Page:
Doering noted the issues from the Festival were strictly with management, not the ships or its crews, who he said were welcome to return to The Mill whenever they visit the area.

He said the casino would continue to support community organizations and activities but that CEDCO had an obligation to protect the reputation of its businesses — in this case, The Mill Casino, Hotel and RV Park.

“It is this obligation that requires us to withdraw our facilities from this particular event in the coming years,” Doering added.

Councilor Lucinda DiNovo, director of sales and marketing for The Mill, said she was disappointed in the festival’s attendance, especially after Coos Bay gave $20,000 to help fund an event that was supposed to draw tens of thousands of people.

In February 2016, then city councilor and festival promoter, Tom Leahy, said Draw Events president Craig Samborski anticipated drawing more than 15,000 spectators to the area for the 4-day event and that there was optimism that the number was an underestimation.

"Craig likes to underpromise and overdeliver," Leahy said at the time.

When Leahy sat down with The World last month to help promote the event, he said organizers expected drawing somewhere between 10,000 and 15,000 people.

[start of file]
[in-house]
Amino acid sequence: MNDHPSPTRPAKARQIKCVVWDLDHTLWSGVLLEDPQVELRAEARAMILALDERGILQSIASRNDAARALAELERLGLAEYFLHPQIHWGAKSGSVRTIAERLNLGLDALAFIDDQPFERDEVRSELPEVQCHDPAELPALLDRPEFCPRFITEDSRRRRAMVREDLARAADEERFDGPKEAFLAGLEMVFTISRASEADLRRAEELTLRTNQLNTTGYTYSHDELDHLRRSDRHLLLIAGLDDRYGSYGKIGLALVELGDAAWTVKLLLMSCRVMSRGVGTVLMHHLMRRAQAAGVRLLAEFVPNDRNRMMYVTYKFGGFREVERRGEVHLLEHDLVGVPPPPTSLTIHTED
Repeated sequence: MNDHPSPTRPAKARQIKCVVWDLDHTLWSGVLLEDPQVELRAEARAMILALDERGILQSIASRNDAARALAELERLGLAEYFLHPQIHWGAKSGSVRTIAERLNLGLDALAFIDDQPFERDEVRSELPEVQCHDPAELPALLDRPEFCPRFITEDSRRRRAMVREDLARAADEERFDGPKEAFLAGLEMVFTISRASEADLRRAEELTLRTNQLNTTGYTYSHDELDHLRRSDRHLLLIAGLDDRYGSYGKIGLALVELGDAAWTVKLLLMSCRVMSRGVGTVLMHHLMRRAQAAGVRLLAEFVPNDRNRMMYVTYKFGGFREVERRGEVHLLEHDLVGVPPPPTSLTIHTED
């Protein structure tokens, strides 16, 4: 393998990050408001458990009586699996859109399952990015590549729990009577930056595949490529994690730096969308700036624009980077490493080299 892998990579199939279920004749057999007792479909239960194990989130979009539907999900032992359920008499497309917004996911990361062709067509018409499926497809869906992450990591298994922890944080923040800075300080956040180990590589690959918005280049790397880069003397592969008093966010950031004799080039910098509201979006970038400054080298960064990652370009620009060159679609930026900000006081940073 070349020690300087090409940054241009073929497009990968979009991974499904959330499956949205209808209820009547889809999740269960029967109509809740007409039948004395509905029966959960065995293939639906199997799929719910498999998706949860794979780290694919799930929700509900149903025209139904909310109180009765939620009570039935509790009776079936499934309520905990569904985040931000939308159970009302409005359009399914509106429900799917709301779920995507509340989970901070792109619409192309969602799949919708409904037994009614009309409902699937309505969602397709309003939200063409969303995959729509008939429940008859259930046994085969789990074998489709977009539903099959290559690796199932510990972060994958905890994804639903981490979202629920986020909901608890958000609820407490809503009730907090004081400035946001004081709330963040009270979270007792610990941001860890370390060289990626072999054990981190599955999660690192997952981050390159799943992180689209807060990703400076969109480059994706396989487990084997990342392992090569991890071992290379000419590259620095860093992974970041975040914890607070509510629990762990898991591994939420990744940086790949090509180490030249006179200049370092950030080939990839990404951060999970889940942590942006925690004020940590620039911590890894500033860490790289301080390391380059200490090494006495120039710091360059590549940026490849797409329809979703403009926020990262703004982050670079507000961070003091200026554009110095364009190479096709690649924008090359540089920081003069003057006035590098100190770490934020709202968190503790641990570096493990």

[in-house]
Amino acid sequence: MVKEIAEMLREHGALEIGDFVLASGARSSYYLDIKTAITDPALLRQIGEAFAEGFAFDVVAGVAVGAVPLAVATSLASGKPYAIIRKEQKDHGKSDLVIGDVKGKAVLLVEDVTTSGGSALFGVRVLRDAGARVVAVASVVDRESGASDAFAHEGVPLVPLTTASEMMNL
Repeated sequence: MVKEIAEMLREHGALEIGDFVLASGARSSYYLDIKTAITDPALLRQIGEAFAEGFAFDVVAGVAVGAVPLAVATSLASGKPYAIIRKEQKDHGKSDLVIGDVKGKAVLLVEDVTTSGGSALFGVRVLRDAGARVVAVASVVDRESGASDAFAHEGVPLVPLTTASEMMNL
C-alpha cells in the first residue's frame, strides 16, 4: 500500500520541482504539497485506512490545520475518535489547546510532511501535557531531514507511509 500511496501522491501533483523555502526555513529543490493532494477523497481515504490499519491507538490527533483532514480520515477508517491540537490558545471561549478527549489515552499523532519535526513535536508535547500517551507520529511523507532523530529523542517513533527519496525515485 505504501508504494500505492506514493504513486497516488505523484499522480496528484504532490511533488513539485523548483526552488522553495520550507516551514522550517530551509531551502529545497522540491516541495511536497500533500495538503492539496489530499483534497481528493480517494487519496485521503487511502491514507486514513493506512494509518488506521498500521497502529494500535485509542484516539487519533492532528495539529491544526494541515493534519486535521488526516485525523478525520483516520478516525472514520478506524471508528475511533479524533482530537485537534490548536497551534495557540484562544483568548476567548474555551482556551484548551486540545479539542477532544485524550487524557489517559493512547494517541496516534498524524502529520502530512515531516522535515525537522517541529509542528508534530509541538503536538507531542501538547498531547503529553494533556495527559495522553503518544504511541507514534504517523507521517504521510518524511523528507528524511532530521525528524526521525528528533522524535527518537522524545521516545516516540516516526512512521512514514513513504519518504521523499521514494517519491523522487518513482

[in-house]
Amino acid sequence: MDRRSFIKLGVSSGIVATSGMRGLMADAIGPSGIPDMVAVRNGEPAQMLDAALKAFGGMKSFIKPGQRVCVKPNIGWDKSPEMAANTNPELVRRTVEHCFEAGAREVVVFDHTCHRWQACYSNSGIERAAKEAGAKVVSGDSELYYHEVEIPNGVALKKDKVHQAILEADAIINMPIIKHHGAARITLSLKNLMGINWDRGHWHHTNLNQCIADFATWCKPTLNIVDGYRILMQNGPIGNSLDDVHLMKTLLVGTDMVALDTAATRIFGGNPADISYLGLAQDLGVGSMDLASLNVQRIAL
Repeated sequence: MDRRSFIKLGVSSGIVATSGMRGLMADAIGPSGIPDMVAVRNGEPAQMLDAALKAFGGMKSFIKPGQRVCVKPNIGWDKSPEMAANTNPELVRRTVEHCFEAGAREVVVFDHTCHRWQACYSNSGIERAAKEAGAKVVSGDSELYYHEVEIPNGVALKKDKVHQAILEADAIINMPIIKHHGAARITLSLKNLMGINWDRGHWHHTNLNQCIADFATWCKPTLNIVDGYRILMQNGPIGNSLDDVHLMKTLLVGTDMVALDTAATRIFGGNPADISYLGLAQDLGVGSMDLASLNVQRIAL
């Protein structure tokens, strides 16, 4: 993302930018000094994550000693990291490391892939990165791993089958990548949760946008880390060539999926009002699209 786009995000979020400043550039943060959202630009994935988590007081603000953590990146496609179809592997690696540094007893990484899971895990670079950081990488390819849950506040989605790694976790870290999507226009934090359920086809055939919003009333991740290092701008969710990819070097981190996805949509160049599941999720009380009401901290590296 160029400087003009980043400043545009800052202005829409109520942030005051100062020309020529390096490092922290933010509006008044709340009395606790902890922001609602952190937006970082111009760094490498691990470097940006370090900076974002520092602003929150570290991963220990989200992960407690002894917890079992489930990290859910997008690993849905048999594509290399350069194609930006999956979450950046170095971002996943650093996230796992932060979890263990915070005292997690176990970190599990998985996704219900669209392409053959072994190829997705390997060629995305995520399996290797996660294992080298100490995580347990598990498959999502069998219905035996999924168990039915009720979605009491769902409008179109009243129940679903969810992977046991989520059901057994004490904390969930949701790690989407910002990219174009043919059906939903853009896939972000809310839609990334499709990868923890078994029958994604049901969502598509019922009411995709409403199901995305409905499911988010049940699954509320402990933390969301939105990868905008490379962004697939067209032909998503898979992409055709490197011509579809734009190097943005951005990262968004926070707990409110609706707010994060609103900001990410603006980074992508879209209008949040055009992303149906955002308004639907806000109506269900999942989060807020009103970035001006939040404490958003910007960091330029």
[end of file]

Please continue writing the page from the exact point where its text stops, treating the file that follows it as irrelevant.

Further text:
While attendance numbers for the event have yet to be released, the dour mood among councilors and city officials Tuesday night suggested they were far lower than anticipated.

It’s disappointing,” DiNovo said. “We also originally understood that there would be 12 ships and it ended up actually only being four, so I think there’s disappointment for the community.”

Councilor Stephanie Kramer said officials from the Coos Bay Boat Building Center had expressed exasperation over Draw Events’ handling of the festival.

Kramer also complained that the Festival of Sail website went the entire duration of the weekend without being updated once. “How easy would it have been to just update the website?”

Mayor Joe Benetti noted that local businesses' expectations for the weekend ended up contrasting greatly with what actually transpired.

“Originally, there were supposed to be 12 ships, then it was five and people were also upset there was only one ship down at the dock (downtown),” he said.